English Negerhollands Virgin Islands Dutch Haitian Creole Haiti French Papiamento Netherlands Antilles Spanish Angolar Sno Tom Portuguese 2. Trade
Naga Pidgin Contemporary pidgin spoken by peoples in mountain regions of north-east India. Acts as lingua franca (29 languages) Originated as a market language in Assam in the 19th century among the Naga people Undergoing creolization among small groups like the Kacharis in the town of Dimapur, and among the children of interethnic marriages. 3. European settlement movement of European settlers to places where the indigenous population had not been
decimated or moved into reservations a slave population did not form the labor force Fanakalo spoken in parts of South Africa vocabulary from Zulu, and some from English & Afrikaans) stable pidgin, shows no signs of creolizing 4. War Korean Bamboo English American wars in Asia (Japan, Korea, Vietnam, Thailand) marginal, unstable pidgin
5. Labor Migration within colonized countries, people from different ethnic groups may be drawn into a common work sphere without being forced Tok Pisin in Papua New Guinea (Pacific Islands) An example of English Based Pidgins Hawaiian Pidgin English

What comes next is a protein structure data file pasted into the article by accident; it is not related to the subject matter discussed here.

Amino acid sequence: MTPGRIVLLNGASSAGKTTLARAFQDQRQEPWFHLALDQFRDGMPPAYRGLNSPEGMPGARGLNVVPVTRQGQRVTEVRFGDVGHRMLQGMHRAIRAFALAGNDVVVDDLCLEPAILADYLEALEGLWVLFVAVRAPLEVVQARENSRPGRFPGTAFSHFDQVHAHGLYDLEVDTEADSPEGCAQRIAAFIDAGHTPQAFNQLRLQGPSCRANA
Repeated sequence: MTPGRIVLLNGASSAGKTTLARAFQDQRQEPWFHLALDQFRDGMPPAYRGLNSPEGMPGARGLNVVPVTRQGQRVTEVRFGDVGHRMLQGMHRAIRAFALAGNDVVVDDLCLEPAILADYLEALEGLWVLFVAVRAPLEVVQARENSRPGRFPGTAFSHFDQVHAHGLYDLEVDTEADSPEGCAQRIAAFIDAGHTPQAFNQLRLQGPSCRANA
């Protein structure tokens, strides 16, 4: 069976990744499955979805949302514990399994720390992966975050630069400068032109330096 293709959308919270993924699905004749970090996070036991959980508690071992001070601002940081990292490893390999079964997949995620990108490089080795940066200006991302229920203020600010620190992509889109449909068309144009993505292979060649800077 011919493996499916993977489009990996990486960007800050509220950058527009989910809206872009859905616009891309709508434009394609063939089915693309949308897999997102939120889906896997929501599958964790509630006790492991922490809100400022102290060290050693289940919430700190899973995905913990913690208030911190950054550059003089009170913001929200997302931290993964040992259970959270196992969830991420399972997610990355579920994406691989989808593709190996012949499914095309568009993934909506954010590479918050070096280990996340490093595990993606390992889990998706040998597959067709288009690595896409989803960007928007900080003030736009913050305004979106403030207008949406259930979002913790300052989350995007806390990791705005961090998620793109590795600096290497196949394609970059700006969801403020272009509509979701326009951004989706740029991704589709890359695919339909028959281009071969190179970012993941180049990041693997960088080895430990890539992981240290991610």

Hawaiian Pidgin English The Foundations Hawaiian Pidgins were necessitated by the contact between American merchants returning from China. At Hawaiian ports, some Chinese crew members stayed behind. The Hawaiian natives and the Chinese sailors couldnt understand one another, thus the creation of a trade language was necessary. The new language was a mixture of both, and aided in the communication between two linguistically divided people. The language created has morphed into the unique Hawaiian Pidgin that it is today. The Hawaiian Pidgin English is English based, but consists of 7
diverse languages. Hawaiian Pidgin English (see http://www.une.edu.au/langnet/hce.htm) Todays Usage Hawaiian Pidgins are spoken by many people who live in Hawaii, but mostly by teenagers. Most people raised in Hawaii, regardless of race or social class can understand
this Pidgin to an extent. With words from other languages making up the Pidgin, some believe it sounds like improper English. 'OL KING KAM 'Ol King Kam He one funny 'ol man One funny 'ol man he waz He like fo kau kau At his bruddah's luau
An kanikapila awl night Wit his kuz Romance Based Pidgin Lingua Franca A trade language used around the Mediterranean The only remnants of the language are found in the nursery rhymes of children in Jerusalem. used as a counting-out rhyme Characteristics: Have had a limited vocabulary
Have a sharply circumscribed grammar Lack verb tenses and case endings Motu Based Pidgin The Foundations Hiri Motu is a language of Papua New Guinea. Piginization of Motu: Influenced by English, Tok Pisin, and Polynesian languages. 90% lexical similarity with Motu